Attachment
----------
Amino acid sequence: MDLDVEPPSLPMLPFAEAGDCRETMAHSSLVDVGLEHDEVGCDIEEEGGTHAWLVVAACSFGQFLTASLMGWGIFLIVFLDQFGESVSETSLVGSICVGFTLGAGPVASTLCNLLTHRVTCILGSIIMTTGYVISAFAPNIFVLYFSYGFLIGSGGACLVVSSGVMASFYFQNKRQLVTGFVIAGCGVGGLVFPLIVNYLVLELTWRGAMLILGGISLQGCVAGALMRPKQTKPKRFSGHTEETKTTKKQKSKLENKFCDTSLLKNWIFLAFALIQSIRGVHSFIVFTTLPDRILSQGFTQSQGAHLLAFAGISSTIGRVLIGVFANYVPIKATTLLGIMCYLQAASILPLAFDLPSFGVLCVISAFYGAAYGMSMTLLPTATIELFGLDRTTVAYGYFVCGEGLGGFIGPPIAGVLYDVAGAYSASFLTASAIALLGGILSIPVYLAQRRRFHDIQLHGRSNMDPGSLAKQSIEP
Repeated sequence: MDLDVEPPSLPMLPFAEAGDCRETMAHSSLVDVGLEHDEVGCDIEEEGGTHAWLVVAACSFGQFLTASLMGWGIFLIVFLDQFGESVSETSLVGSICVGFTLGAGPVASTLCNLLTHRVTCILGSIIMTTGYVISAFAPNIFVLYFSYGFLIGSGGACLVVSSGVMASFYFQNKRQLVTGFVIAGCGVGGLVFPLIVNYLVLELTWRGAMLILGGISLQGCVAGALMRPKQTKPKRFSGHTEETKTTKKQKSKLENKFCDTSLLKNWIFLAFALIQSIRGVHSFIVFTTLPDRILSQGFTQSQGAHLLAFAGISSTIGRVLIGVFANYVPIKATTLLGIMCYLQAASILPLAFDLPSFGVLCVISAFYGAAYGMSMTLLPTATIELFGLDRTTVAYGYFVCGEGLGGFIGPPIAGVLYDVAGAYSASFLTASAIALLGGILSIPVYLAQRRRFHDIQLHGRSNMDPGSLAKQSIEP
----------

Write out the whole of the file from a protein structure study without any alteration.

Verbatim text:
Amino acid sequence: MDLDVEPPSLPMLPFAEAGDCRETMAHSSLVDVGLEHDEVGCDIEEEGGTHAWLVVAACSFGQFLTASLMGWGIFLIVFLDQFGESVSETSLVGSICVGFTLGAGPVASTLCNLLTHRVTCILGSIIMTTGYVISAFAPNIFVLYFSYGFLIGSGGACLVVSSGVMASFYFQNKRQLVTGFVIAGCGVGGLVFPLIVNYLVLELTWRGAMLILGGISLQGCVAGALMRPKQTKPKRFSGHTEETKTTKKQKSKLENKFCDTSLLKNWIFLAFALIQSIRGVHSFIVFTTLPDRILSQGFTQSQGAHLLAFAGISSTIGRVLIGVFANYVPIKATTLLGIMCYLQAASILPLAFDLPSFGVLCVISAFYGAAYGMSMTLLPTATIELFGLDRTTVAYGYFVCGEGLGGFIGPPIAGVLYDVAGAYSASFLTASAIALLGGILSIPVYLAQRRRFHDIQLHGRSNMDPGSLAKQSIEP
Repeated sequence: MDLDVEPPSLPMLPFAEAGDCRETMAHSSLVDVGLEHDEVGCDIEEEGGTHAWLVVAACSFGQFLTASLMGWGIFLIVFLDQFGESVSETSLVGSICVGFTLGAGPVASTLCNLLTHRVTCILGSIIMTTGYVISAFAPNIFVLYFSYGFLIGSGGACLVVSSGVMASFYFQNKRQLVTGFVIAGCGVGGLVFPLIVNYLVLELTWRGAMLILGGISLQGCVAGALMRPKQTKPKRFSGHTEETKTTKKQKSKLENKFCDTSLLKNWIFLAFALIQSIRGVHSFIVFTTLPDRILSQGFTQSQGAHLLAFAGISSTIGRVLIGVFANYVPIKATTLLGIMCYLQAASILPLAFDLPSFGVLCVISAFYGAAYGMSMTLLPTATIELFGLDRTTVAYGYFVCGEGLGGFIGPPIAGVLYDVAGAYSASFLTASAIALLGGILSIPVYLAQRRRFHDIQLHGRSNMDPGSLAKQSIEP